Children who feel lonely can also end up making poor decisions about friends or social activities, Cadieux says. “They might accept a friendship because it’s better than not having a friend, but that could lead them to become attached to peers who aren’t a good influence or don’t reciprocate a good friendship,” she says. “These young people will need support to identify the negative aspects of friendship and support to find mutual friendships.”

Signs of loneliness in children

Experts say there are some signs a child may be lonely. Parents should keep these in mind:

  • They say they feel left out. “This could be due to changes in friendships that can be common during early to mid-teens. That is, a child who previously had a stable friendship group may experience unexpected and unwanted changes,” says Soffer.

  • They are sticky. Children who avoid school or other activities and want to spend more time with their parents may be struggling with loneliness, Ammon says. “Some children may seek more reassurance or more frequent hugs or other physical comforts,” says Cadieux.

  • They are teased or bullied. “These experiences often contribute to feelings of exclusion from peer groups,” says Soffer.

  • They look sad. “Kids who appear sad or experience significant anxiety may also feel isolated from their peer group,” says Soffer.

  • They are doing attention seeking behaviors. Acting in ways to try to get attention like showing off to peers or doing things that may be unsafe can be signs, according to Ammon.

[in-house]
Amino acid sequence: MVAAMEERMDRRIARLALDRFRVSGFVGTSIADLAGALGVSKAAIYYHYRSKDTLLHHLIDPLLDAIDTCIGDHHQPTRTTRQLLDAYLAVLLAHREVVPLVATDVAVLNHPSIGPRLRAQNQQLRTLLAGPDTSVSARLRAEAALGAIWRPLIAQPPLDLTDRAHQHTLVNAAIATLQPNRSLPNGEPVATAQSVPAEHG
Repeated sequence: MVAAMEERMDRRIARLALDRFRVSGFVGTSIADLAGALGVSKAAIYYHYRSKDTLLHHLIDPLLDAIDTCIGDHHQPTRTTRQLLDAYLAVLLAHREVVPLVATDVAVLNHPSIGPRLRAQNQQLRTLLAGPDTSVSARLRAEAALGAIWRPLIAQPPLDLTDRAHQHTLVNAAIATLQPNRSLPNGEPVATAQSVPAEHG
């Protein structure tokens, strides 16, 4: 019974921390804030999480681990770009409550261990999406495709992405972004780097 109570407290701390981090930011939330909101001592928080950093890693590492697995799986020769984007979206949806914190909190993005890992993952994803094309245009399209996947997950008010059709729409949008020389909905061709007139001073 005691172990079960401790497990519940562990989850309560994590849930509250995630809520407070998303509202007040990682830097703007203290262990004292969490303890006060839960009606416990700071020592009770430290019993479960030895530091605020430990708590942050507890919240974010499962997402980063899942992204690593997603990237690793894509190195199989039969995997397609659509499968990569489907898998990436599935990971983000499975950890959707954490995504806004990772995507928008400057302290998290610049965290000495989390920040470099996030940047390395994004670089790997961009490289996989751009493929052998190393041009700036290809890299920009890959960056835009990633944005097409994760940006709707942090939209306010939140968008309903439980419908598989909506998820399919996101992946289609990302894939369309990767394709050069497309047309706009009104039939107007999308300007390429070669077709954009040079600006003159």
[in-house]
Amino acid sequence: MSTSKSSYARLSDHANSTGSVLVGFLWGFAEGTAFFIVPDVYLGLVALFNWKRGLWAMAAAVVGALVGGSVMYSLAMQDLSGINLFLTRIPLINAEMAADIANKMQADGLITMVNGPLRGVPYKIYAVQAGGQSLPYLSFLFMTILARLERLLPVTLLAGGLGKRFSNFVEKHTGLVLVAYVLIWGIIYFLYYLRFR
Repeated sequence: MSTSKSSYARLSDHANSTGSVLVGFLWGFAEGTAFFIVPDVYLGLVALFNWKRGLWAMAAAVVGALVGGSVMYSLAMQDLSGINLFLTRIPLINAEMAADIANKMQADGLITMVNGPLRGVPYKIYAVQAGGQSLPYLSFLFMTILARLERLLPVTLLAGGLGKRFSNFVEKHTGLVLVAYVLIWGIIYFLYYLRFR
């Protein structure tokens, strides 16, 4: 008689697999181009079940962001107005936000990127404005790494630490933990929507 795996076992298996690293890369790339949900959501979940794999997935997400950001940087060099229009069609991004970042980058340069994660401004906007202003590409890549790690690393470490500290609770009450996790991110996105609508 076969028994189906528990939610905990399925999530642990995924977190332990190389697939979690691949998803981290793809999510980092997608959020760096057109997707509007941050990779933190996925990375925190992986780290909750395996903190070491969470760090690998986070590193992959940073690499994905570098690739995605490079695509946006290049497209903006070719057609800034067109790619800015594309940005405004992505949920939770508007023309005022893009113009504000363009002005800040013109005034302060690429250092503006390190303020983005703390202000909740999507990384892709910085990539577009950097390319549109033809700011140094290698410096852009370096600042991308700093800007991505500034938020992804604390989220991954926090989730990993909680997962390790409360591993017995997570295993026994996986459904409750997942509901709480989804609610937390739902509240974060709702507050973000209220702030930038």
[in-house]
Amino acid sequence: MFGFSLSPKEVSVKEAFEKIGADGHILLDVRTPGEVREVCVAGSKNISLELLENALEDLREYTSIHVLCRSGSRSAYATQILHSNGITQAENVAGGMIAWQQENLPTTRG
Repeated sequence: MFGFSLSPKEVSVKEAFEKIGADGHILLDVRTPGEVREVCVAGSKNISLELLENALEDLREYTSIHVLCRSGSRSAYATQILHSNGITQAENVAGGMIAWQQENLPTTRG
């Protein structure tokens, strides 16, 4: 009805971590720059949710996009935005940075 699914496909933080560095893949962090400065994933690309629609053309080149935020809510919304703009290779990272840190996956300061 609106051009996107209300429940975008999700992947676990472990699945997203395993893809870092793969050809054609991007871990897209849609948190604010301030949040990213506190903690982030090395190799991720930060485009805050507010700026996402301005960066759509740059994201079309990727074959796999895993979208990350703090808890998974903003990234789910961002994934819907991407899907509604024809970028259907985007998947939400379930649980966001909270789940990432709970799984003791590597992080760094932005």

• They don’t want to do things they used to enjoy. “Parents may notice that their child shows little interest in activities or may lack confidence in joining activities,” says Cadieux.

  • They are irritable. For Cadieux: “They may seem more bored, irritable or anxious than usual.”

But detecting loneliness in children can be tricky. “Some of the behaviors mentioned above may be appropriate and developmentally normal,” says Ammon. “That’s why it’s important to discuss behaviors to better understand the root cause of their behaviors. If you notice several signs, loneliness may be a bigger concern.”

How to help children with loneliness

The first thing to do is talk to the baby, Ammon says. “You can be direct and express your concern,” he says. “If your child reports feeling lonely, ask what factors are leading to feelings of loneliness.” Once a parent knows what’s causing their child to feel lonely, he or she can try to fix the problem, Ammon suggests. For example, “if your child is being bullied, contact the school,” he says.

Cadieux also recommends that parents acknowledge their children’s feelings instead of arguing against them. “If your child says he’s not liked, our parenting instinct is to reassure him and tell him that he’s very nice,” she says. “While there is a time for that reassurance, the first step is acknowledging that they feel disliked and how difficult that must be. This helps your child know that he is being listened to and that we are not ignoring his feelings about him.”